Sources of variability in the duration of anesthesia in snakes dan preston
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Sources of Variability in the Duration of Anesthesia in Snakes Dan Preston. Mentors: Dr. Robert Mason, Department of Zoology Dr. Craig Mosley, College of Veterinary Medicine Oregon State University. Why Anesthetize Reptiles?. Anesthesia facilitates invasive procedures such as surgery

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Sources of variability in the duration of anesthesia in snakes dan preston l.jpg
Sources of Variability in the Duration of Anesthesia in Snakes Dan Preston

Mentors: Dr. Robert Mason, Department of Zoology

Dr. Craig Mosley, College of Veterinary Medicine

Oregon State University


Why anesthetize reptiles l.jpg
Why Anesthetize Reptiles? Snakes

  • Anesthesia facilitates invasive procedures such as surgery

  • Veterinary Medicine

    • Reptiles are pets

  • Research

    • Experiments often involve surgical procedures

Ihooq38/flickr.com


Challenges associated with reptile anesthesia l.jpg
Challenges Associated with Snakes Reptile Anesthesia

  • Risk of Mortality

  • Unique Physiology and Anatomy

  • Difficult Drug Administration

  • Variability in Anesthetic Effect

www.snakegetters.com


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Anesthetic Agents used Snakes on Reptiles

  • Cold Narcosis, Inhalants and Injectables


Brevital sodium l.jpg
Brevital Sodium Snakes

  • Barbiturate anesthetic

  • Work in the brain at GABA receptors; suppress CNS

  • Widely used in many reptile taxa

  • Intramuscular or subcutaneous administration

  • Fast acting; short induction and recovery times

  • Variable effects across individuals


Questions l.jpg
Questions Snakes

  • What factors are responsible for variability between individuals?

  • How can anesthetic protocols be improved to create more consistent results?


Red sided garter snakes thamnophis sirtalis parietalis l.jpg
Red-sided Garter Snakes Snakes (Thamnophis sirtalis parietalis)

  • Well-studied

  • Large sample sizes

  • Easily maintained

    in captivity


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Potential Causes of Variability in Duration of Anesthesia Snakes

  • Body temperature

    -Reptiles are ectotherms; heart rate increases with body temperature

    -High temperatures increase rates of distribution and metabolism of anesthetics


Potential causes of variability in duration of anesthesia cont l.jpg
Potential Causes of Variability in Duration of Anesthesia cont.

2. Body condition

-Barbiturates distribute from blood to viscera, lean tissue and then accumulate in adipose tissue over time

C.R.Friesen


Potential causes of variability in duration of anesthesia cont10 l.jpg
Potential Causes of Variability in Duration of Anesthesia cont.

3. Time post-feeding

- Snakes have evolved to efficiently digest large meals at infrequent intervals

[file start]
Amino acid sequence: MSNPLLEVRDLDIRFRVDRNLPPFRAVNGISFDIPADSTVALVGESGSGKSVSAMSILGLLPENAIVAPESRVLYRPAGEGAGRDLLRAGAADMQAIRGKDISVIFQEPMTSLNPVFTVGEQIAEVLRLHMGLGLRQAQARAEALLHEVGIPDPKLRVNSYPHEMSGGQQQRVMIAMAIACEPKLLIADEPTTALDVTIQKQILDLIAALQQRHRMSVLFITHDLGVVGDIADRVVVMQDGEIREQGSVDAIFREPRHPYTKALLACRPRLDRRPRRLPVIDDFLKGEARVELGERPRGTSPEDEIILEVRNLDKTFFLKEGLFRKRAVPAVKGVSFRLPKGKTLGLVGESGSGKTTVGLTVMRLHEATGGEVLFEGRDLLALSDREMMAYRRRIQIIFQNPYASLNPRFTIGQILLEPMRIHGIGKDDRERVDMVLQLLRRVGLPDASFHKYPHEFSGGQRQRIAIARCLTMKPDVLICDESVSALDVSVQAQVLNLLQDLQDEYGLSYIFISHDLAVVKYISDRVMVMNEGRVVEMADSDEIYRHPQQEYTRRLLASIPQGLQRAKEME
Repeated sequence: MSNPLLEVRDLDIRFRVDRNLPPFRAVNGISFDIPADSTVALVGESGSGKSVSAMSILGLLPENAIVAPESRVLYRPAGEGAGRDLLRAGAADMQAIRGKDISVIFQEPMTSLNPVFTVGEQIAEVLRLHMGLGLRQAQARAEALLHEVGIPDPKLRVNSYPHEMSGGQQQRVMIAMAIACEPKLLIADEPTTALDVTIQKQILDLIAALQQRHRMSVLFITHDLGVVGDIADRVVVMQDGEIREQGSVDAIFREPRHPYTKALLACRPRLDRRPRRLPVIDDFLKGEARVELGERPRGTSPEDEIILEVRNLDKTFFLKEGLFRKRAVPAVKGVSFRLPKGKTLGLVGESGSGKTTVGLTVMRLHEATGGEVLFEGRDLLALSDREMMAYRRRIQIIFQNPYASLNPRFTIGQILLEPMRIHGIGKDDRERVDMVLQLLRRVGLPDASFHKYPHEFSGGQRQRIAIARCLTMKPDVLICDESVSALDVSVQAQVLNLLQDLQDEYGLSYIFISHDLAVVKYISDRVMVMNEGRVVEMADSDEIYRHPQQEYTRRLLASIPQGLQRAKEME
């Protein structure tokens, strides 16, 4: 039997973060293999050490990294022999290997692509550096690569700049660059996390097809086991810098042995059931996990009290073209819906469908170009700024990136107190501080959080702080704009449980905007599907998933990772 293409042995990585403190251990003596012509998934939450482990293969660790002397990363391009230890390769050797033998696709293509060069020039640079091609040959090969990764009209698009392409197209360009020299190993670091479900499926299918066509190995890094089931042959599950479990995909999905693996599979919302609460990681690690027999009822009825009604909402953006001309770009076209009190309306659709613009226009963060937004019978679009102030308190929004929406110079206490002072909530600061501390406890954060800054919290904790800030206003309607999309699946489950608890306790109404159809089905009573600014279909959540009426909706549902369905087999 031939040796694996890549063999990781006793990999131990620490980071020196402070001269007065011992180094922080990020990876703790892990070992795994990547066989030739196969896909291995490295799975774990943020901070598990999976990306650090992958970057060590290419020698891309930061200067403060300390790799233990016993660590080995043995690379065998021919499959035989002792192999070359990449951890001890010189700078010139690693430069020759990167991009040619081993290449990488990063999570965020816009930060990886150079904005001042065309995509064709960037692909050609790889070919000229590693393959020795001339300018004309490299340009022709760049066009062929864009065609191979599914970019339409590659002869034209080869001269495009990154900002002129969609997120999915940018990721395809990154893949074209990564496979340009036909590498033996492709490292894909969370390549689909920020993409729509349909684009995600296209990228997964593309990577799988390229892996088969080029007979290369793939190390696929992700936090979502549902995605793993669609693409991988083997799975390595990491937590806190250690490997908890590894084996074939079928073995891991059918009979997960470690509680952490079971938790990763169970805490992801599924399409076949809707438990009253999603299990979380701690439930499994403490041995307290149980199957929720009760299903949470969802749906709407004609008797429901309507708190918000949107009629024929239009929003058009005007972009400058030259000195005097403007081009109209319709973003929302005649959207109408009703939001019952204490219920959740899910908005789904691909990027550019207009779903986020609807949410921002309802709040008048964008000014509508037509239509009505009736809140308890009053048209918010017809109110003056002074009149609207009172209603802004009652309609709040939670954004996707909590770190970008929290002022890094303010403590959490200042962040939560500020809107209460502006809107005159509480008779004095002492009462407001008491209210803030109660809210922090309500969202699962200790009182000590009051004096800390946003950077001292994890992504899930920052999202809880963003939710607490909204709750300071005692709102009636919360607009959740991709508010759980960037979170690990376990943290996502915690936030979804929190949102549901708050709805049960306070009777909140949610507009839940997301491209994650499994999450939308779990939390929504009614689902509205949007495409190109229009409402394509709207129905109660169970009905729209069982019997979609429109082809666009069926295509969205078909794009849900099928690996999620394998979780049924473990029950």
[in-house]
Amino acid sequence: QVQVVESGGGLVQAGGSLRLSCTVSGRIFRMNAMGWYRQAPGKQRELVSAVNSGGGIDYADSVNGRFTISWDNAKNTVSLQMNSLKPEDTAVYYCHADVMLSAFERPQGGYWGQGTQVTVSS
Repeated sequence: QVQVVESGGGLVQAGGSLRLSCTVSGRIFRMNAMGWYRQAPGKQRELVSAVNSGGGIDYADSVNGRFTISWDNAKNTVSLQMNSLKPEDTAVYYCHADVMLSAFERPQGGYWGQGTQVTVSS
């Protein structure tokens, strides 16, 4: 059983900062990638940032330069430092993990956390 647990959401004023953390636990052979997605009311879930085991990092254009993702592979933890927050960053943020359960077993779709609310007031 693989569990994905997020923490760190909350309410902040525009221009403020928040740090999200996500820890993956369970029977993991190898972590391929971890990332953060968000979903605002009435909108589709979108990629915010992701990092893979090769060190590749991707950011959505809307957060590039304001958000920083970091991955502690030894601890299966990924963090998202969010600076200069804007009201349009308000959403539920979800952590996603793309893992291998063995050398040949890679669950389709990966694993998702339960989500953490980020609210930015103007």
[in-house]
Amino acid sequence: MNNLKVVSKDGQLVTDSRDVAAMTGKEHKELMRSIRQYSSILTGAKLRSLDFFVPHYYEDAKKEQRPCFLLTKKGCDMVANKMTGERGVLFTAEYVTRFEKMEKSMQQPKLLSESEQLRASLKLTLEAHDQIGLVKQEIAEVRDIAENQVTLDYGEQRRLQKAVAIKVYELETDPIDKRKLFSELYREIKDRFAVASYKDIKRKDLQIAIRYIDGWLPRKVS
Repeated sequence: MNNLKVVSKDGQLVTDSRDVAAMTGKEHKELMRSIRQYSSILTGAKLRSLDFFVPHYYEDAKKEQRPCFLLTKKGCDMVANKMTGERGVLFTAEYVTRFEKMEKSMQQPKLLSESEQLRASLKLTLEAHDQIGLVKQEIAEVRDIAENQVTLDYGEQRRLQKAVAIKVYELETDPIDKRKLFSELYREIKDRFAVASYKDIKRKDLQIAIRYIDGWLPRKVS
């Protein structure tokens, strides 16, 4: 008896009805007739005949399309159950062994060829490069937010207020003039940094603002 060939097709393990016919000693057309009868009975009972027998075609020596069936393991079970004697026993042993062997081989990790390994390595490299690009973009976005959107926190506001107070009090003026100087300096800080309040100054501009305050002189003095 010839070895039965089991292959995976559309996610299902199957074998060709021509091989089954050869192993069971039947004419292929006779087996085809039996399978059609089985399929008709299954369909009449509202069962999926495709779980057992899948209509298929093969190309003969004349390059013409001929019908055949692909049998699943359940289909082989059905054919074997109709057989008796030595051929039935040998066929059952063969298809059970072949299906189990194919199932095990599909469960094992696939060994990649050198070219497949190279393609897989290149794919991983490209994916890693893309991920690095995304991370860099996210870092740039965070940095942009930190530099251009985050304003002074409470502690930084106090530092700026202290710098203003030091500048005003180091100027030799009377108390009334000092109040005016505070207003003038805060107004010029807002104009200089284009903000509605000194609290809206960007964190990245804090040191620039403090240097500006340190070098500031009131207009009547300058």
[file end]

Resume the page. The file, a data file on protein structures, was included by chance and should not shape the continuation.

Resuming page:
- Upregulate heart, gut and liver after feeding

- Brevital sodium distributes to the gut and is metabolized hepatically


Methods anesthetic protocol l.jpg
Methods: Anesthetic Protocol cont.

  • Anesthetize snakes with 15 mg/kg subcutaneously

  • Record loss of righting ability, beginning and end of surgical anesthesia, return of righting ability

  • Measure body temperature every 30 min.


Methods experimental designs l.jpg
Methods: Experimental Designs cont.

1. Body Temperature

-20 males, 3 temps. (21C, 26C, 31C)

-repeated measures

2. Body Condition

-45 females, 3 body condition groups, all at 21 C

-60-70 cm SVL, 60-120 g body weight

3. Time Post-feeding

-10 males, 10 females, all at 21 C

-anesthetized 1, 3, 10 days post-feeding

-dosage based on pre-feeding masses


Results body temperature l.jpg
Results: Body Temperature cont.

One way ANOVA:

F2,17 = 12.71

P < 0.001

Post-hoc Tukey:

21 vs 31, P < 0.001

21 vs 26, P = 0.037

26 vs 31, P = 0.042


Results body condition l.jpg
Results: Body Condition cont.

One way ANOVA:

F2,42 = 5.026

P = 0.011

Post-hoc Tukey:

Thin vs Fat, P = 0.008

Thin vs Med., P = 0.300

Med. vs Fat, P = 0.230


Results time post feeding l.jpg
Results: Time Post-feeding cont.

One way repeated measures ANOVA:

F2,17 = 3.091

P =0.057


Conclusions l.jpg
Conclusions cont.

1. Body temperature has strong effect

  • Increased heart rate likely reduces anesthetic duration

    2. Body condition has moderate effect

  • Shortened anesthetic duration with brevital sodium in fatter snakes is probably due to absorption by adipose tissue

    3. Time post-feeding did not have a detectable effect

  • Physiological changes during digestion may not have clinically significant effect on anesthesia

  • Further studies may clarify whether any effect exists


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Acknowledgements cont.

Thanks to:

Dr. Robert Mason

Dr. Craig Mosley

Dr. Kevin Ahern

Rocky Parker

Chris Friesen

Howard Hughes Medical Institute


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Pharmacokinetics of Barbiturates cont.

Thurmon, Tranquili and Benson. 1999. Essentials of Small Animal Anesthesia and Analgesia.


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